Imagine, for a moment, this alternative musical universe: after the mid-’90s dissolution of Uncle Tupelo, Jeff Tweedy links up with Jimmy Eat World and starts a new band (Jimmy Eat Wilco?) that plays country-tinged pop punk. That’s roughly the sound I would ascribe to Pinegrove, who this year dropped their major label debut Cardinal. It’s a simple comparison, but Pinegrove deserve credit for sculpting a sound all their own in 2016. You’re just as likely to hear eardrum-rattling post-punk power chords on Cardinal as you are light touches of banjo and mandolin. In total, this quick half-hour is the most full-of-life and carpe diem-eqsue collection of songs I came across this year. Their sounds aren’t reminiscent, but Cardinal reminds me a great deal of Japandroids’ Celebration Rock: a record you can pump your fist to while taking on the world. And similar to Celebration Rock, Cardinal focuses more on the intimacy of friendships than romantic love. This is highly apparent in the album bookends of “Old Friends” at the outset and “New Friends” at the end. The latter reminds me of what it was like going off to college with that uneasy confidence you experience as a teenager. “I resolve to make new friends,” sings Evan Stephens Hall. “I liked my old ones / But I fucked up, so I’ll start again.” Hall’s voice warbles with emotion from the outset of the record, a voice feeling familiar yet distant. “Every outcome’s such a comedown,” Hall yelps on “Old Friends,” while later managing to include the word “solipsistic” in a rock song. “Then Again” bursts at the seams with energy and every kind of guitar shit-kicking riff you can imagine; “Aphasia” and “Visiting” are awesome explorations of Hall trying to find that confidence to be the person he wants to be; “Size of the Moon” is the thoughtful, building, dramatic penultimate marvel that hints at years of future success for these kids. In a year so difficult for so many, I’d imagine Cardinal provided a shot of life at the right time. And if you need it as 2016 comes to an end, I’d suggest giving Pinegrove a chance.

whitney2. Whitney – Light Upon the Lake

Two years ago, when Smith Westerns called it quits after just three albums, I worried the uber-talented Chicago kids wouldn’t find individual success. I’m happy to report those worries were unfounded. While frontman Cullen Omori put out a mostly-terrific yet overly-slick solo debut in March, lead guitarist Max Kakaceck and drummer Julian Ehrlich released their debut album as Whitney in June. With Light Upon the Lake, Ehrlich (who mans the vocals as well as the drums for Whitney) and Kakaceck have blazed their own trail in ‘60s-influenced guitar rock. While the soft touches of Smith Westerns remain in much of what’s here, it’s actually Ehrlich’s other previous band, Unknown Mortal Orchestra, that provides most of the influence over the sound, feel and production of Light Upon the Lake. UMO has this incredible knack of making their records sound like they were actually recorded in 1968, and that’s a trick Whitney picked up, especially on the UMO-flavored short rocker “The Falls”. The filter on Ehrlich’s voice throughout the record also has this effect as well, a honey-flavored tone that teeters on falsetto from time to time, showcased on the horn-powered “Polly”, bouncy closer “Follow” and the crisp, string-backed opener “No Woman”. (Side note: when I saw Whitney this year, Ehrlich said “No Woman” was about not having a girlfriend and he seemed pretty down about it. Poor Julian…) My favorite song here is the acoustic-driven “Golden Days”, a lament for lost love that sounds huge with its singalong “na na nas” but maintains a simple beauty. And, overall, despite most of the songs being about the end of relationships, Light Upon the Lake has an unmistakable air of fun. This is no better found than on “No Matter Where We Go”, a rollicking and sweet song brimming with bright riffs and this whimsical chorus: “I can take you out / I wanna drive around / With you with the windows down / And we can run all night.” Smith Westerns may be dead, but Kakaceck and Ehrlich are soldiering on, brightly into the future, with Whitney as their vehicle for psychedelic wonderment.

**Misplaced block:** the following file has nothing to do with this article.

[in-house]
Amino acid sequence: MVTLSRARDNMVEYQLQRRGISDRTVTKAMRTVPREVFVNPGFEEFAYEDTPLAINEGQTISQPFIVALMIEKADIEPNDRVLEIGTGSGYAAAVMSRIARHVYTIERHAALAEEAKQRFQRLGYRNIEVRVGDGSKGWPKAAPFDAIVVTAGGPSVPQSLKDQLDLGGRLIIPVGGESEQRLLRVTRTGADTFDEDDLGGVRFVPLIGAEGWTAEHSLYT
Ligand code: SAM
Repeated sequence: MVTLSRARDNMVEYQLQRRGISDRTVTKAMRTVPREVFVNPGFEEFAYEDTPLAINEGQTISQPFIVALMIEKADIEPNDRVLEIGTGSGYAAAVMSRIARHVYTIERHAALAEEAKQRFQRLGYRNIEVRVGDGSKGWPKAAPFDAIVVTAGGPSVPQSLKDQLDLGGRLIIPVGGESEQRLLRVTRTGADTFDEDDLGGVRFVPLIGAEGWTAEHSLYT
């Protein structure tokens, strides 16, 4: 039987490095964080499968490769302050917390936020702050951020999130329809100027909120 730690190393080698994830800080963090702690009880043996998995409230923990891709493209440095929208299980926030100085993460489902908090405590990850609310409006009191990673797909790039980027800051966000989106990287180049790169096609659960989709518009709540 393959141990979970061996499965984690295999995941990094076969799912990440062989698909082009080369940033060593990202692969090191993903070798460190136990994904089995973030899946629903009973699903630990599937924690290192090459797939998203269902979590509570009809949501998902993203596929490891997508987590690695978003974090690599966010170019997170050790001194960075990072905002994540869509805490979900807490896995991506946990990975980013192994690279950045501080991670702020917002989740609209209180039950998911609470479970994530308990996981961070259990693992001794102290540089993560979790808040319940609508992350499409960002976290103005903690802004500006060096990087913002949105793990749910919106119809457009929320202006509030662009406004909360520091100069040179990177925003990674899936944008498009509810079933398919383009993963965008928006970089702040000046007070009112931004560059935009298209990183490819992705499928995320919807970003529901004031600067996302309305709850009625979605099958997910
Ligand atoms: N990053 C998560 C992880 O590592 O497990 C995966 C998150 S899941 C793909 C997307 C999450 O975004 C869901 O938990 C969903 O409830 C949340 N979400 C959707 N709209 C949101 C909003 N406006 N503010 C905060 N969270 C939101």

cshr1. Car Seat Headrest – Teens of Denial